Extracorporeal Shockwave Therapy Versus Graston Instrument Assisted Soft-Tissue Mobilization in Chronic Plantar Heel Pain: A Randomized Controlled Trial

Pelin PişiriciBahçeşehir University, Health Sciences Faculty, Physiotherapy and Rehabilitation Department, Ihlamur Yıldız Caddesi, No:8, Gayrettepe, 34353 Beşiktaş, Istanbul, Turkey.

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Elif Tuğçe ÇilYeditepe University, Health Sciences Faculty, Physiotherapy and Rehabilitation Department, Inönü Mah, Kayışdağı Cd. No:326A, 34755 Ataşehir/Istanbul.

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Dilber Karagözoğlu CoşkunsuBahçeşehir University, Health Sciences Faculty, Physiotherapy and Rehabilitation Department, Ihlamur Yıldız Caddesi, No:8, Gayrettepe, 34353 Beşiktaş, Istanbul, Turkey.
Yeditepe University, Health Sciences Faculty, Physiotherapy and Rehabilitation Department, Inönü Mah, Kayışdağı Cd. No:326A, 34755 Ataşehir/Istanbul.
Fenerbahçe University; Faculty of Health Sciences, Department of Physiotherapy and Rehabilitation. Atatürk Mah. Ataşehir Bulvarı, Metropol Istanbul, 34758, Ataşehir - Istanbul.

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ŞaylıAcıbadem Sağlık Grubu, Bağdat Caddesi Tıp Merkezi Bağdat Cad. No:314/A, Caddebostan/İstanbul.

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Feryal SubaşıYeditepe University, Health Sciences Faculty, Physiotherapy and Rehabilitation Department, Inönü Mah, Kayışdağı Cd. No:326A, 34755 Ataşehir/Istanbul.

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Abstract

Background: Although there are studies showing that extracorporeal shockwave therapy (ESWT) and instrument-assisted soft-tissue mobilization (IASTM) methods are effective in chronic plantar heel pain (CPHP) treatment, there is a need for studies comparing these techniques. Our goal is to compare the effectiveness of ESWT vs IASTM using Graston Technique® (GT®) instruments in addition to stretching exercises (SEs) in CPHP.

Methods: Sixty-nine patients were randomly assigned to 3 groups as ESWT+SEs (Gr I), GT®+SEs (Gr II) and SEs (CG) (ratio 1:1:1). SEs program twice/day, for 8-week was standard for all. Gr I received low intensity ESWT while in Gr II, GT® was the selected method. Visual analog scale (VAS) (for initial step and activity pain); foot function index (FFI); short form-12 (SF-12), and Tampa Scale were used at pretreatment, posttreatment and follow-ups (8-week and 6-month).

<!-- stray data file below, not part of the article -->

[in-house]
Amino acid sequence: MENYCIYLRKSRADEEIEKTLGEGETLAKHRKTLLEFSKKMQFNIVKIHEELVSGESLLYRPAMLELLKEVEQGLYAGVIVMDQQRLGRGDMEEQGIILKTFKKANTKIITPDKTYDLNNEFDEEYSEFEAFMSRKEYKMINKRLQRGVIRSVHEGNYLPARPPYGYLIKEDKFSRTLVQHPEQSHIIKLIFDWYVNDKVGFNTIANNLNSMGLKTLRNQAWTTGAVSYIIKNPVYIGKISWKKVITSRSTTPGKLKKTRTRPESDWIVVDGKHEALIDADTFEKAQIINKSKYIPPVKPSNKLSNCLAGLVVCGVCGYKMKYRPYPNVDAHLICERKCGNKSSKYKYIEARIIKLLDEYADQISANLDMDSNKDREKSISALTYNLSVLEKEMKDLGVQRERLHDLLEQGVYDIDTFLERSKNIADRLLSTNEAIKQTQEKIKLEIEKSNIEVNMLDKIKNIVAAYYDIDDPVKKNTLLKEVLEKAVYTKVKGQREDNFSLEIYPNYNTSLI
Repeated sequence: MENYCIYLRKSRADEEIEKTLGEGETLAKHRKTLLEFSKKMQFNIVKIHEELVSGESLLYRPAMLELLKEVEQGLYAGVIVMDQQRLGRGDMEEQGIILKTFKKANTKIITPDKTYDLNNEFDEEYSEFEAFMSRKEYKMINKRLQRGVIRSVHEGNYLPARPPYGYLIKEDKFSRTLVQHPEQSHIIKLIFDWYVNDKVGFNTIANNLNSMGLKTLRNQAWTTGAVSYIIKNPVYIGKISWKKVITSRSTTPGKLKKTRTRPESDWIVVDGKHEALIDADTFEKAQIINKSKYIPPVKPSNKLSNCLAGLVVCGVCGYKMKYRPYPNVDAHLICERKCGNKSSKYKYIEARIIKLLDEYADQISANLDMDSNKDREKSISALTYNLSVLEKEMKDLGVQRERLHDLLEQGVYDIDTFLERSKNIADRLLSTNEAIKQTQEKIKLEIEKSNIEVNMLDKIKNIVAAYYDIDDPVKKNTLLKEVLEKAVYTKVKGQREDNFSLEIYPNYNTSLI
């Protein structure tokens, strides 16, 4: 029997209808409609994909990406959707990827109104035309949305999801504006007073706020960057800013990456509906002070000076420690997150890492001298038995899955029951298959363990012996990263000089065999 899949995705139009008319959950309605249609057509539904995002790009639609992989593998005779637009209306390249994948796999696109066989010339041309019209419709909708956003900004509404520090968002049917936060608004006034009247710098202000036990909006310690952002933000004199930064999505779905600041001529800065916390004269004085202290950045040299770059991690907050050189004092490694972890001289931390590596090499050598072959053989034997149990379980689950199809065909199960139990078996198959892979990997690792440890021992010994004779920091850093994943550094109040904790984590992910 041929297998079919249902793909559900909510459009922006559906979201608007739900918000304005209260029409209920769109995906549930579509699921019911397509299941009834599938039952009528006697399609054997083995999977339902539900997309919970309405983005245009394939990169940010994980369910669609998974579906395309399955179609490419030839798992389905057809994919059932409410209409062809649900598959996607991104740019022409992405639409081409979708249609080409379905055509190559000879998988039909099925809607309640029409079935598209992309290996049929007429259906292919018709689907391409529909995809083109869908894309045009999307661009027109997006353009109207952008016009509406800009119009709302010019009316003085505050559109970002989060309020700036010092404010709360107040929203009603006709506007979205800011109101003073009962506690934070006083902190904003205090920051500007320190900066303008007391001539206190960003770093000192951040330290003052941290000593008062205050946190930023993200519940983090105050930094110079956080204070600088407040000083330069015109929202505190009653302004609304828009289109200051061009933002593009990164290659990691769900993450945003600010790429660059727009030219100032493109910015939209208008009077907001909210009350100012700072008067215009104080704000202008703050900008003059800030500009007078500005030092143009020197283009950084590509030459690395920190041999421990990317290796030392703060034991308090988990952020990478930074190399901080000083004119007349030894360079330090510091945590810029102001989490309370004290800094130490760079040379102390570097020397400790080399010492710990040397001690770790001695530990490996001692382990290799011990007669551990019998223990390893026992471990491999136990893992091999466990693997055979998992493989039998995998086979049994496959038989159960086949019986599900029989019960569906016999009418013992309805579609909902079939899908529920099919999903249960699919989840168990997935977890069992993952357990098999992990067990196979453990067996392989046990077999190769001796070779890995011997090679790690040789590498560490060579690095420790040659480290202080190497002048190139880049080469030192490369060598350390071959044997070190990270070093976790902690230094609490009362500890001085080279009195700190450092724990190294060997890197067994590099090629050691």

Results: VAS and FFI scores improved in the posttreatment and follow-ups in all (p<.00) While effect sizes in Gr I and Gr II were greater than CG in initial step pain at posttreatment and 8-week-follow-up, Gr II had highest effect size at 6-month-follow-up. The mean SF-12 scores in Gr I and Gr II showed improvement on the posttreatment assessment. Furthermore, Gr II showed significant improvements in FFI scores compared to other groups in 6-month-follow-up (F=6.33, p=.003).

Conclusions: Even though ESWT+SEs and GT®+SEs interventions seem to have similar effects on initial step pain at posttreatment and 8-week-follow-up; GT®+SEs was found most effective for improving functional status at 6-month in the management of CPHP.

Corresponding Author: Dilber Karagözoğlu Coşkunsu, PT, PhD, Bahçeşehir University, Health Sciences Faculty, Physiotherapy and Rehabilitation Department, Ihlamur Yıldız Caddesi, No:8, Gayrettepe, 34353 Beşiktaş, Istanbul, Turkey; Fenerbahçe University; Faculty of Health Sciences, Department of Physiotherapy and Rehabilitation. Atatürk Mah. Ataşehir Bulvarı, Metropol Istanbul, 34758, Ataşehir - Istanbul. (E-mail: dilbercoskunsu@gmail.com)